Home > Java, SIP, Telecom > Application of HTTP parsers to SIP

Application of HTTP parsers to SIP

SIP was intentionally designed to have same syntax as HTTP. Except of familiarity for network engineers, it allows using same parser for both protocols. However, I never saw any case of “common” parser. So I decided to try myself. I’ve took open source HTTP servlet containers, located their HTTP parsers, and tried to apply those parsers to SIP messages.

Jetty

First container was Jetty. I’ve used version 6.1.11. Parser functionality is easily located, because it is encapsulated in class org.mortbay.jetty.HttpParser. This class accepts some buffers for internal use, an EndPoint which is the source of data to parse, and EventHandler which is notified when some message component was parsed. Main method is parseNext(), which tries to parse as much data as available. Reaching end of available data, this method remembers last “state” and last position before returning, so next time it will continue from a place it has stopped. I will call such parser “stateful non-blocking stream-oriented”.

Applying Jetty parser to SIP messages is pretty easy. First, an unparsed message should be wrapped either in ByteArrayEndPoint (if message is in form of byte array) or in StringEndPoint (if message is in form of character sequence). Second, an EventHandler should be implemented, which will store parsed data in object which represents SIP message. At last, an instance of HttpParser should be created and parse() method invoked.

Parser of Jetty is not “complete” and not “strict”. For example, it doesn’t distinguish between requests and responses, it just parses three components of start line. Detailed parsing and validation of all specific headers could be done later.

Code of parser itself is quite complex. Parser works at byte level. It even provides message components as instances of org.mortbay.io.Buffer, which is very similar to java.nio.ByteBuffer. This buffer could be decoded into character format.

Tomcat

Second container was Tomcat. I’ve used version 6.0.16. HTTP parser here is located in component called “coyote”. Class which performes parsing is called org.apache.coyote.http11.InternalInputBuffer. Tomcat uses this class from method process() of class org.apache.coyote.http11.Http11Processor, which accepts Socket as input parameter. Using Http11Processor is not convenient, so I’ve used InternalInputBuffer directly, which is quite simple. Constructor accepts instance of org.apache.coyote.Request which will store parsed data. As a source of data InternalInputBuffer accepts any java.io.InputStream, so I’ve just used ByteArrayInputStream containing whole SIP message. After invoking methods parseRequestLine() and parseHeaders() it is possible to extract all nesessary data from Request, such as method, and headers, then put those data into any suitable form.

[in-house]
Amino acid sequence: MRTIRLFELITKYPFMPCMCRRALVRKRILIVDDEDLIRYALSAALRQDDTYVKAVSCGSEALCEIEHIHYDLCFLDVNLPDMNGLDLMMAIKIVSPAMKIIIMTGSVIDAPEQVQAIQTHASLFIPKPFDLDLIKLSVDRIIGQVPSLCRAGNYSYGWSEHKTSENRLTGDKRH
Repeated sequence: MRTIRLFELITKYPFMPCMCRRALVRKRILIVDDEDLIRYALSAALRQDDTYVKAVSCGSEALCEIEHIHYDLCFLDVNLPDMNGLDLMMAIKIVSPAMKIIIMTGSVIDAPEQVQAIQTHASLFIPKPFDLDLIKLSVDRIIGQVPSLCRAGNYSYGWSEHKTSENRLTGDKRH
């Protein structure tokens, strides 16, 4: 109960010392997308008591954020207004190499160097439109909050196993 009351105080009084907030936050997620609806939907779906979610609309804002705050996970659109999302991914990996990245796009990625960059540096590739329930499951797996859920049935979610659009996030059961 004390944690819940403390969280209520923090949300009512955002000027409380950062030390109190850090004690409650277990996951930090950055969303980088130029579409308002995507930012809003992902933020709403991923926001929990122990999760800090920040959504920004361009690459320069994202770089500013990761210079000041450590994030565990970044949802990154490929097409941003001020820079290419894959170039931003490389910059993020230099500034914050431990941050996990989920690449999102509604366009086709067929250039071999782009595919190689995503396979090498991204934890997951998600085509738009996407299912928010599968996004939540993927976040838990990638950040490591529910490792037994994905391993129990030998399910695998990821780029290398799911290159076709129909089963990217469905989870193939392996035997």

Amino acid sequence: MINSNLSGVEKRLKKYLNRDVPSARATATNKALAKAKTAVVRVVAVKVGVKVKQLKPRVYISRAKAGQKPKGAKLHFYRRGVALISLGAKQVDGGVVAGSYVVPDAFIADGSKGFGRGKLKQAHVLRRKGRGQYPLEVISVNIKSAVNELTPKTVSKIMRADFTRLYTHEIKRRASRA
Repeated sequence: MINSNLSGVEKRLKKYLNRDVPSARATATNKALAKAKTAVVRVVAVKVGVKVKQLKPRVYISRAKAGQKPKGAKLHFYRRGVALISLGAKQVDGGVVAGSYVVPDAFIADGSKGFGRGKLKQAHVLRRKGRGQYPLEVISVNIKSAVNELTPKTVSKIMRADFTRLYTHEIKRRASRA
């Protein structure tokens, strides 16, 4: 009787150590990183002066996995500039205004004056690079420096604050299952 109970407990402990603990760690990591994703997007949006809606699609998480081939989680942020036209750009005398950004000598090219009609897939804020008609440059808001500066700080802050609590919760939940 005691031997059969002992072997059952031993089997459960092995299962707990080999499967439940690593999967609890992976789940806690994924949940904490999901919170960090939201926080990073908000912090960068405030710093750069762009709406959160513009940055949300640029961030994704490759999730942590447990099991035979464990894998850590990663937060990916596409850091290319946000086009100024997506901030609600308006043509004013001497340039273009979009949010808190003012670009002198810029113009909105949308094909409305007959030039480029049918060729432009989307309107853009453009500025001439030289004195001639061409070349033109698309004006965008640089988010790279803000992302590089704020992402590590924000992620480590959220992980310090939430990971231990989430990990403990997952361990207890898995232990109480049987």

When used from Http11Processor, a parser is provided with InputStream of Socket, so read() operation used by parser will block if there are no data. I will call such parser “blocking stream-oriented”. A big drawback of Tomcat is that it isn’t able to parse SIP responses. Parser works on byte level, and all message components are stored in Request class as instances of MessageBytes class. This class performes byte-to-char conversion on demand.

Resin open-source

And finally, Resin open-source version 3.1.6. It is quite simple to locate HTTP parser here. Class is called com.caucho.server.http.HttpRequest, and a particular method is handleRequest(). Constructor of HttpRequest requires an implementation of Connection which is used as source of data. I’ve created a fake connection and assigned a readStream with StringReader which took SIP message in String format. Another option was to use ReaderStream which obtains data through any java.io.Reader (like InputStreamReader). Parser doesn’t do real UTF-8 decoding. Instead, it takes a byte, simply extends it to character, does all parsing using this character, then stores it into object field.

However, it seems to me that parser is not re-usable, because constructor of HttpRequest accepts object of Server class as argument, and I cannot fake this Server.

Conclusion

It is quite possible to use some HTTP parsers for SIP. Jetty is a winner here: you don’t need to modify it (just put a jar file into classpath), it will work perfectly with NIO and amount of code to write is small. The only drawback is that code of parser is quite complex. Parser of Tomcat is simpler, but works only for requests and only with synchronious I/O. Resin is not re-usable without modifications.

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